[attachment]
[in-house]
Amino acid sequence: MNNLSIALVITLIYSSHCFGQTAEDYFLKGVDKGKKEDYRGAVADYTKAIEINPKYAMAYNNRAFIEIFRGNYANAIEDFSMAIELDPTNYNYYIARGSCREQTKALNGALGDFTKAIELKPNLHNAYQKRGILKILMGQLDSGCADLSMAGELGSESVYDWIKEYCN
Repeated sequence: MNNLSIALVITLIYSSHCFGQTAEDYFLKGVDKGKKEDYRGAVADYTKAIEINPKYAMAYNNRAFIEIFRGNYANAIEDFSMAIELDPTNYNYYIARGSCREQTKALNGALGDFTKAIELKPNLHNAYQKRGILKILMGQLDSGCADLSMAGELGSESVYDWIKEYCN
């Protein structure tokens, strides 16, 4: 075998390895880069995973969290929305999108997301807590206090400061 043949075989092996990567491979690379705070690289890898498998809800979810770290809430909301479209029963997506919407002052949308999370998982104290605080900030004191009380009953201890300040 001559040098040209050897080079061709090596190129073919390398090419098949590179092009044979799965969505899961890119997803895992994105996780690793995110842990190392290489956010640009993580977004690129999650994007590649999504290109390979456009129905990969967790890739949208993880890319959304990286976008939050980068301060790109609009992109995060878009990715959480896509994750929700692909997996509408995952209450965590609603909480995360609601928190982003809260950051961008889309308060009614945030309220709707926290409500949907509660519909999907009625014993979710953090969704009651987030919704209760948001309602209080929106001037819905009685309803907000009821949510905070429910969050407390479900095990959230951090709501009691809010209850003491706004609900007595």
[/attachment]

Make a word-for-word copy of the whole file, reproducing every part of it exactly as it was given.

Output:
[in-house]
Amino acid sequence: MNNLSIALVITLIYSSHCFGQTAEDYFLKGVDKGKKEDYRGAVADYTKAIEINPKYAMAYNNRAFIEIFRGNYANAIEDFSMAIELDPTNYNYYIARGSCREQTKALNGALGDFTKAIELKPNLHNAYQKRGILKILMGQLDSGCADLSMAGELGSESVYDWIKEYCN
Repeated sequence: MNNLSIALVITLIYSSHCFGQTAEDYFLKGVDKGKKEDYRGAVADYTKAIEINPKYAMAYNNRAFIEIFRGNYANAIEDFSMAIELDPTNYNYYIARGSCREQTKALNGALGDFTKAIELKPNLHNAYQKRGILKILMGQLDSGCADLSMAGELGSESVYDWIKEYCN
């Protein structure tokens, strides 16, 4: 075998390895880069995973969290929305999108997301807590206090400061 043949075989092996990567491979690379705070690289890898498998809800979810770290809430909301479209029963997506919407002052949308999370998982104290605080900030004191009380009953201890300040 001559040098040209050897080079061709090596190129073919390398090419098949590179092009044979799965969505899961890119997803895992994105996780690793995110842990190392290489956010640009993580977004690129999650994007590649999504290109390979456009129905990969967790890739949208993880890319959304990286976008939050980068301060790109609009992109995060878009990715959480896509994750929700692909997996509408995952209450965590609603909480995360609601928190982003809260950051961008889309308060009614945030309220709707926290409500949907509660519909999907009625014993979710953090969704009651987030919704209760948001309602209080929106001037819905009685309803907000009821949510905070429910969050407390479900095990959230951090709501009691809010209850003491706004609900007595």